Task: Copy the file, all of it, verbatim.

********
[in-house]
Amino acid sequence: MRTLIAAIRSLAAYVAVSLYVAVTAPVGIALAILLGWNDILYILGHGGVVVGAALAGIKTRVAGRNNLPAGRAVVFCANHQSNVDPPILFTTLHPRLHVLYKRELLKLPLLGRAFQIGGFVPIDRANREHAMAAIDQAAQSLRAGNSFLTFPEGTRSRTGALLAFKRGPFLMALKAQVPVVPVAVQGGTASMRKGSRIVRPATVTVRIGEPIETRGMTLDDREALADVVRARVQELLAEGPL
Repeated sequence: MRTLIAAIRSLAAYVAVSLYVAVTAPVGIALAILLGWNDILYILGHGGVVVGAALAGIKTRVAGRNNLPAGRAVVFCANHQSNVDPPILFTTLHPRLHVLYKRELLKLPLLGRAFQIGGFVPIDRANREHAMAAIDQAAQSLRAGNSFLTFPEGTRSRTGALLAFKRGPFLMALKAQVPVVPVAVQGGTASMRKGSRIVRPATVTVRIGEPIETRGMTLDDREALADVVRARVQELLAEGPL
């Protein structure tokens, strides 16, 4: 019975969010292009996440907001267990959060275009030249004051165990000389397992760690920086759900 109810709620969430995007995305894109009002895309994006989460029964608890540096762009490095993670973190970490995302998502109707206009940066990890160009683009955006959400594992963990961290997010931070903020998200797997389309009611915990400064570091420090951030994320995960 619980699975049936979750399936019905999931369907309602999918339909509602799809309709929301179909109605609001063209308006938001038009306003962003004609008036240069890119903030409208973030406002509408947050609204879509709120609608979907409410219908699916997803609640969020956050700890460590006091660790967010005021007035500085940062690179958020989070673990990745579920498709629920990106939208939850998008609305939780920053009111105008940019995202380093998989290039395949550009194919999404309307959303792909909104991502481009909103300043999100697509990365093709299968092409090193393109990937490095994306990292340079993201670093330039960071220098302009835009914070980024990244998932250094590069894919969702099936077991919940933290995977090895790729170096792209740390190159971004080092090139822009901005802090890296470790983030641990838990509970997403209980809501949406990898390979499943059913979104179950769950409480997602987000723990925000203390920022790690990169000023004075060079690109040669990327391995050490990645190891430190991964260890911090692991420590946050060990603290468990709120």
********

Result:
[in-house]
Amino acid sequence: MRTLIAAIRSLAAYVAVSLYVAVTAPVGIALAILLGWNDILYILGHGGVVVGAALAGIKTRVAGRNNLPAGRAVVFCANHQSNVDPPILFTTLHPRLHVLYKRELLKLPLLGRAFQIGGFVPIDRANREHAMAAIDQAAQSLRAGNSFLTFPEGTRSRTGALLAFKRGPFLMALKAQVPVVPVAVQGGTASMRKGSRIVRPATVTVRIGEPIETRGMTLDDREALADVVRARVQELLAEGPL
Repeated sequence: MRTLIAAIRSLAAYVAVSLYVAVTAPVGIALAILLGWNDILYILGHGGVVVGAALAGIKTRVAGRNNLPAGRAVVFCANHQSNVDPPILFTTLHPRLHVLYKRELLKLPLLGRAFQIGGFVPIDRANREHAMAAIDQAAQSLRAGNSFLTFPEGTRSRTGALLAFKRGPFLMALKAQVPVVPVAVQGGTASMRKGSRIVRPATVTVRIGEPIETRGMTLDDREALADVVRARVQELLAEGPL
């Protein structure tokens, strides 16, 4: 019975969010292009996440907001267990959060275009030249004051165990000389397992760690920086759900 109810709620969430995007995305894109009002895309994006989460029964608890540096762009490095993670973190970490995302998502109707206009940066990890160009683009955006959400594992963990961290997010931070903020998200797997389309009611915990400064570091420090951030994320995960 619980699975049936979750399936019905999931369907309602999918339909509602799809309709929301179909109605609001063209308006938001038009306003962003004609008036240069890119903030409208973030406002509408947050609204879509709120609608979907409410219908699916997803609640969020956050700890460590006091660790967010005021007035500085940062690179958020989070673990990745579920498709629920990106939208939850998008609305939780920053009111105008940019995202380093998989290039395949550009194919999404309307959303792909909104991502481009909103300043999100697509990365093709299968092409090193393109990937490095994306990292340079993201670093330039960071220098302009835009914070980024990244998932250094590069894919969702099936077991919940933290995977090895790729170096792209740390190159971004080092090139822009901005802090890296470790983030641990838990509970997403209980809501949406990898390979499943059913979104179950769950409480997602987000723990925000203390920022790690990169000023004075060079690109040669990327391995050490990645190891430190991964260890911090692991420590946050060990603290468990709120």